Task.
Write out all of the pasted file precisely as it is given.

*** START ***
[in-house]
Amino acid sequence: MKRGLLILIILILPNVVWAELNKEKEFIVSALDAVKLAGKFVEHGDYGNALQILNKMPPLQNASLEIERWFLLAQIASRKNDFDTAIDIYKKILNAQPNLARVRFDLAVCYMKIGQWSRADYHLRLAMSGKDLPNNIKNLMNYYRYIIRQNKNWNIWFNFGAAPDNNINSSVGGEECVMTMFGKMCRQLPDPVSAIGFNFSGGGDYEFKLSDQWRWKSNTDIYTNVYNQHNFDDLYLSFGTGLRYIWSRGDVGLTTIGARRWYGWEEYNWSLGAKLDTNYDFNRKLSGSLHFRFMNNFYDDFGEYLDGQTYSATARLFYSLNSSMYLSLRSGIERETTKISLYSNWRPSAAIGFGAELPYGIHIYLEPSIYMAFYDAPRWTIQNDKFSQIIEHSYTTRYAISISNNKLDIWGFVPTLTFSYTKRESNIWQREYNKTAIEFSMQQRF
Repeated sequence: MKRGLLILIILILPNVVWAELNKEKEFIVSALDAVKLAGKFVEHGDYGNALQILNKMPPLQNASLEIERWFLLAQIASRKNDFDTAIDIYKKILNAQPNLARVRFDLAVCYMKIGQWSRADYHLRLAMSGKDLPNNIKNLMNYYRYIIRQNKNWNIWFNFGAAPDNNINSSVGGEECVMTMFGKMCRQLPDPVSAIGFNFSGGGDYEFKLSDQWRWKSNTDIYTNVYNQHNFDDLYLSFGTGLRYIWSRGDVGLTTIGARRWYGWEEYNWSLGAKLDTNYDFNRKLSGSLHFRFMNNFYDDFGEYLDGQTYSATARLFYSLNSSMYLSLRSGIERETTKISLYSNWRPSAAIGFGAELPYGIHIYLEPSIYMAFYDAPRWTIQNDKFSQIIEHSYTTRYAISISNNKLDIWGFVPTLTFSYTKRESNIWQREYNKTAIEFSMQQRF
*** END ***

[in-house]
Amino acid sequence: MKRGLLILIILILPNVVWAELNKEKEFIVSALDAVKLAGKFVEHGDYGNALQILNKMPPLQNASLEIERWFLLAQIASRKNDFDTAIDIYKKILNAQPNLARVRFDLAVCYMKIGQWSRADYHLRLAMSGKDLPNNIKNLMNYYRYIIRQNKNWNIWFNFGAAPDNNINSSVGGEECVMTMFGKMCRQLPDPVSAIGFNFSGGGDYEFKLSDQWRWKSNTDIYTNVYNQHNFDDLYLSFGTGLRYIWSRGDVGLTTIGARRWYGWEEYNWSLGAKLDTNYDFNRKLSGSLHFRFMNNFYDDFGEYLDGQTYSATARLFYSLNSSMYLSLRSGIERETTKISLYSNWRPSAAIGFGAELPYGIHIYLEPSIYMAFYDAPRWTIQNDKFSQIIEHSYTTRYAISISNNKLDIWGFVPTLTFSYTKRESNIWQREYNKTAIEFSMQQRF
Repeated sequence: MKRGLLILIILILPNVVWAELNKEKEFIVSALDAVKLAGKFVEHGDYGNALQILNKMPPLQNASLEIERWFLLAQIASRKNDFDTAIDIYKKILNAQPNLARVRFDLAVCYMKIGQWSRADYHLRLAMSGKDLPNNIKNLMNYYRYIIRQNKNWNIWFNFGAAPDNNINSSVGGEECVMTMFGKMCRQLPDPVSAIGFNFSGGGDYEFKLSDQWRWKSNTDIYTNVYNQHNFDDLYLSFGTGLRYIWSRGDVGLTTIGARRWYGWEEYNWSLGAKLDTNYDFNRKLSGSLHFRFMNNFYDDFGEYLDGQTYSATARLFYSLNSSMYLSLRSGIERETTKISLYSNWRPSAAIGFGAELPYGIHIYLEPSIYMAFYDAPRWTIQNDKFSQIIEHSYTTRYAISISNNKLDIWGFVPTLTFSYTKRESNIWQREYNKTAIEFSMQQRF